Okay. If you don’t feel like taking it a little between the eyes, don’t read on. I’ll be nicer tomorrow.
Sounds like Self-Love, doesn’t it? Egad. The phrase has my creepy puritan ancestors sitting up in their dusty graves and rattling their finger bones at me. I will not listen. I will plug my ears and proceed right over their graves loudly proclaiming:
We really must love ourselves enough to take good care of ourselves.
I’d always heard this, and I bet you have to: You have to take care of yourself before you can take care of others. Sure, sure. But it wasn’t until I really started looking into my behavior – by writing it down – that my tendencies became clear. Like most folks, choosing self-care before other-care has been and continues to be my single toughest challenge in weight loss and fitness.
But the terrible truth is, your fitness and good health must be maintained. Like your house. Like your car. Oh sure, your body has that new-body smell for quite a while, and seems to take care of itself without attention or oil changes for many, many miles. But then.. things start to fall down, or fall off, and the oil must be changed, and well, maintenance takes time. The more miles on you, the more time it takes.
Losing weight is one thing, maintaining the weight loss is quite another. Deciding to do it means deciding to take time for yourself. Lots of time. Hours every week. Forever.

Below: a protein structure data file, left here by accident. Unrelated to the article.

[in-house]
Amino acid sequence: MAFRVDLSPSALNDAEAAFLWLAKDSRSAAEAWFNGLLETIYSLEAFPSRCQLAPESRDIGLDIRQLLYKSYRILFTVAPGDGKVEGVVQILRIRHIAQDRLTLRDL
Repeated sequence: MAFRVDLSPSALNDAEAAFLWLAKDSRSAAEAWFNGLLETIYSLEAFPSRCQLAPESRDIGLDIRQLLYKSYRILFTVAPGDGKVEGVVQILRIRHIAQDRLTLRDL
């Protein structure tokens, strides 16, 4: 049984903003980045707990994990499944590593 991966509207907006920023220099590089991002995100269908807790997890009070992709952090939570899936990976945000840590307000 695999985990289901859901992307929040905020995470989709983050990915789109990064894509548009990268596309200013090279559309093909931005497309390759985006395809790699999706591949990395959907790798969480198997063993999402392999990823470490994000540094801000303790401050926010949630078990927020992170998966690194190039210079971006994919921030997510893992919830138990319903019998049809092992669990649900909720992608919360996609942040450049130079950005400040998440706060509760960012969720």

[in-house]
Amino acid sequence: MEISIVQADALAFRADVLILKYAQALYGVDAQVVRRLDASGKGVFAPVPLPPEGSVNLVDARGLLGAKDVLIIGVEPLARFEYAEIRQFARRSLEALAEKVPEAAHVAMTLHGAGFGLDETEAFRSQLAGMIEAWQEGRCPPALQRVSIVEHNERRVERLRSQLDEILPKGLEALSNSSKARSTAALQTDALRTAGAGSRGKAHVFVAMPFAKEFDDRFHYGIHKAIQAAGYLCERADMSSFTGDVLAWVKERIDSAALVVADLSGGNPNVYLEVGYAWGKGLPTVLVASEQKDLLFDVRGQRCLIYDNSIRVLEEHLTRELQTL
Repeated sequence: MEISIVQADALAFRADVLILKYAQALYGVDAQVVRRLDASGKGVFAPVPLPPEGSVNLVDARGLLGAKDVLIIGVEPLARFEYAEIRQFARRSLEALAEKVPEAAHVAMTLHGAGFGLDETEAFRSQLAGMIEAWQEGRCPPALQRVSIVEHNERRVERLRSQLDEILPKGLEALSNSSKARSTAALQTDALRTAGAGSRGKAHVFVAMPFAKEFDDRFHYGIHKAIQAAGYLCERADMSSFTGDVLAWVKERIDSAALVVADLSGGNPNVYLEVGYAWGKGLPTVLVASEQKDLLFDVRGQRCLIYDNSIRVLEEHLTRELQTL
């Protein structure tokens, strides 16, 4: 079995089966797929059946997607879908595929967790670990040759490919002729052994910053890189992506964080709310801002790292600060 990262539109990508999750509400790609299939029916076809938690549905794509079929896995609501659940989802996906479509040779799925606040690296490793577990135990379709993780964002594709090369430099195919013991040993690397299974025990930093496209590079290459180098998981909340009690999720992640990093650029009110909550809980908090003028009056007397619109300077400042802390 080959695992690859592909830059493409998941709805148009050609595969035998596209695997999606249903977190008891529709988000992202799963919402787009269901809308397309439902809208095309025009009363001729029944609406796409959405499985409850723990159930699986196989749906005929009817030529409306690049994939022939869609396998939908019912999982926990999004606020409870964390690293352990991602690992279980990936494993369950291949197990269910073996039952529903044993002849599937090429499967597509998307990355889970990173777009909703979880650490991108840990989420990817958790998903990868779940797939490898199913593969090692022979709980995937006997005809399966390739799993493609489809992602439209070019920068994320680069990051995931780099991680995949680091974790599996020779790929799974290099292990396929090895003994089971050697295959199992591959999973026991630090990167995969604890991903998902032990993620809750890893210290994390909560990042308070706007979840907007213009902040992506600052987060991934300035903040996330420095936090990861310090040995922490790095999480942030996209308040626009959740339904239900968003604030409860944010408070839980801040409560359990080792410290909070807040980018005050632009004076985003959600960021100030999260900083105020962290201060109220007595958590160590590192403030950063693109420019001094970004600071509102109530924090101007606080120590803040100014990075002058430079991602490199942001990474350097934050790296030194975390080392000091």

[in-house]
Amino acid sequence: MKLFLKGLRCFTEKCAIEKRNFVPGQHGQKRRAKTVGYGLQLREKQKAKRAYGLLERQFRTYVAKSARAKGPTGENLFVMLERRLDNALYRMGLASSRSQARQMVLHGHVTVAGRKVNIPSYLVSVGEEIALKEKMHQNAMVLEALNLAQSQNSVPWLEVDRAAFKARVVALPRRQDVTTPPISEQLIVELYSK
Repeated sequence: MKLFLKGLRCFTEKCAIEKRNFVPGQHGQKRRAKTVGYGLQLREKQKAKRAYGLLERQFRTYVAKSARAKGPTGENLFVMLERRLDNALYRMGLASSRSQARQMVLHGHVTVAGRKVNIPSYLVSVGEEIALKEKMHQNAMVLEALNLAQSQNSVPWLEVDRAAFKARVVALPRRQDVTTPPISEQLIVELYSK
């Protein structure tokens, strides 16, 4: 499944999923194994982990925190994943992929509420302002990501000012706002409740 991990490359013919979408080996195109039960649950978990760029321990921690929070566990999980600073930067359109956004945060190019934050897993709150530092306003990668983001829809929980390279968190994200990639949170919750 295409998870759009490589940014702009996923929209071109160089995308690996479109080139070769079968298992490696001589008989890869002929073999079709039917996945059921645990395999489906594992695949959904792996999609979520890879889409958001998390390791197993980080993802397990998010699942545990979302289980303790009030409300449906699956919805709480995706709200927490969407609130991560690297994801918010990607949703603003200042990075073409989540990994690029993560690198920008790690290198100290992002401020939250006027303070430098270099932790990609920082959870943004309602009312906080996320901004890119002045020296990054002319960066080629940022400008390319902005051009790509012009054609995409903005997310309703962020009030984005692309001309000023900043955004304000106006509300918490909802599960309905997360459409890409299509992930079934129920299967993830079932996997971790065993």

By deciding to get fit and healthy, you create a new need in your life that must be fulfilled. If you have a tendency to serve others first, you may never fulfill this need.
Or are you using others’ needs as an excuse for not fulfilling yours?
Sorry if that sounds harsh, but it’s a softened version from the one I received from my counselors.
What about the kids? The spouse? The parents? The siblings? The neighbors? The friends? The co-workers? The starving billions? The homeless trillions? The uneducated? The poor? The ill?
They all need me. And they all offer plenty of excuses to not twitch a single muscle fiber in order to sustain my own good health. Excuses lined with a feeling of real moral superiority that I am and have been such a “nurturer.” A nurturer with high blood pressure, a resting heart rate right through the roof, developing deadly Diabetes. Cool.
It may feel selfish to head to the gym when your daughter wants you to make her a new dress. It may seem wrong to say no to your boss’s search for volunteers to lead up that fourth committee. It may feel creepy to say no to Fr. Paul when he asks you to organize another fund-raising drive for families in Haiti, even.
But here’s the thing. none of these people would question you doing what you need to do to maintain your body. Your kid, your boss, your priest don’t want you unhealthy or dead. Not and have the reason rest on their heads. Don’t do that to them.
Nope. You decide your own priorities. You decide where maintaining your health fits in that list of priorities. You decide whether you’re worth the care.
I promise you that fitness will give you the energy to offer your family, your community, the world so much more.
It’s all about maintenance,